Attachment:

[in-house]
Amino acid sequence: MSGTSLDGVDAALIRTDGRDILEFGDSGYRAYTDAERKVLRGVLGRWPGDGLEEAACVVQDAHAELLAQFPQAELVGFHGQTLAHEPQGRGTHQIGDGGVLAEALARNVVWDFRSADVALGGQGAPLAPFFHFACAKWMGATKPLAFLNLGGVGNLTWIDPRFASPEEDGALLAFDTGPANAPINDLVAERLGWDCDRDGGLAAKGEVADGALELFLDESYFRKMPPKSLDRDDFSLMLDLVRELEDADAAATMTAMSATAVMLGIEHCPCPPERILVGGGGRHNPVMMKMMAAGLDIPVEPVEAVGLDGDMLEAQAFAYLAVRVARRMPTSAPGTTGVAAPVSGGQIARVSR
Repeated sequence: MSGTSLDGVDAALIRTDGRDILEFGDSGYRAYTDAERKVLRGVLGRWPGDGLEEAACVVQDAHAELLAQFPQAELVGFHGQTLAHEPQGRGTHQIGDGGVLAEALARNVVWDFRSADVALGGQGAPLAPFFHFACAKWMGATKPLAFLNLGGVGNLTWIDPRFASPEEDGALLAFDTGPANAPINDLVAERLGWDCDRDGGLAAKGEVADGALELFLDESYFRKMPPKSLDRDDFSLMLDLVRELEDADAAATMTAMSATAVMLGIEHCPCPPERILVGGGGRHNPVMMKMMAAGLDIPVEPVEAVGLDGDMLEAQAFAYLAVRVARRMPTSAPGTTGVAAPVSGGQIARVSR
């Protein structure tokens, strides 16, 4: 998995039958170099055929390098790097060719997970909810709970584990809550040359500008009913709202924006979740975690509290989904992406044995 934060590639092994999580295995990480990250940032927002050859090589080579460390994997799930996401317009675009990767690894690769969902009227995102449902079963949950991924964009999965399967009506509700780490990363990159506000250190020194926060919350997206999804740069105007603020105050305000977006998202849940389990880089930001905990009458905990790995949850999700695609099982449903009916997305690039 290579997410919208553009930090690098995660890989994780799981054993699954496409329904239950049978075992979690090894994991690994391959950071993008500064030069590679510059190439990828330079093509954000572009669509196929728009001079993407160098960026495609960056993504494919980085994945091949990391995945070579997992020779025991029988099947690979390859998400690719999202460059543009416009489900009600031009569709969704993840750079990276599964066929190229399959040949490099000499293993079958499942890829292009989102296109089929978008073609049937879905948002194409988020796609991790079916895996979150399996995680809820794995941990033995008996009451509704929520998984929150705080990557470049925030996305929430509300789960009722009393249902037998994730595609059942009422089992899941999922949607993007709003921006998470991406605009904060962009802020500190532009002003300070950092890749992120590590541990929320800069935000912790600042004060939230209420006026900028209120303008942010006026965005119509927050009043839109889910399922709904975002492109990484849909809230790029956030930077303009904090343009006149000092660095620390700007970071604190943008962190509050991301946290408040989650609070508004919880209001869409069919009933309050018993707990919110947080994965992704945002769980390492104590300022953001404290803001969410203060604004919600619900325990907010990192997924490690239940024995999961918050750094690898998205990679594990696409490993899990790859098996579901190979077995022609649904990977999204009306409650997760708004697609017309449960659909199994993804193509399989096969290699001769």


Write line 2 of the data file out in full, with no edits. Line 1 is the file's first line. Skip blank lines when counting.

Amino acid sequence: MSGTSLDGVDAALIRTDGRDILEFGDSGYRAYTDAERKVLRGVLGRWPGDGLEEAACVVQDAHAELLAQFPQAELVGFHGQTLAHEPQGRGTHQIGDGGVLAEALARNVVWDFRSADVALGGQGAPLAPFFHFACAKWMGATKPLAFLNLGGVGNLTWIDPRFASPEEDGALLAFDTGPANAPINDLVAERLGWDCDRDGGLAAKGEVADGALELFLDESYFRKMPPKSLDRDDFSLMLDLVRELEDADAAATMTAMSATAVMLGIEHCPCPPERILVGGGGRHNPVMMKMMAAGLDIPVEPVEAVGLDGDMLEAQAFAYLAVRVARRMPTSAPGTTGVAAPVSGGQIARVSR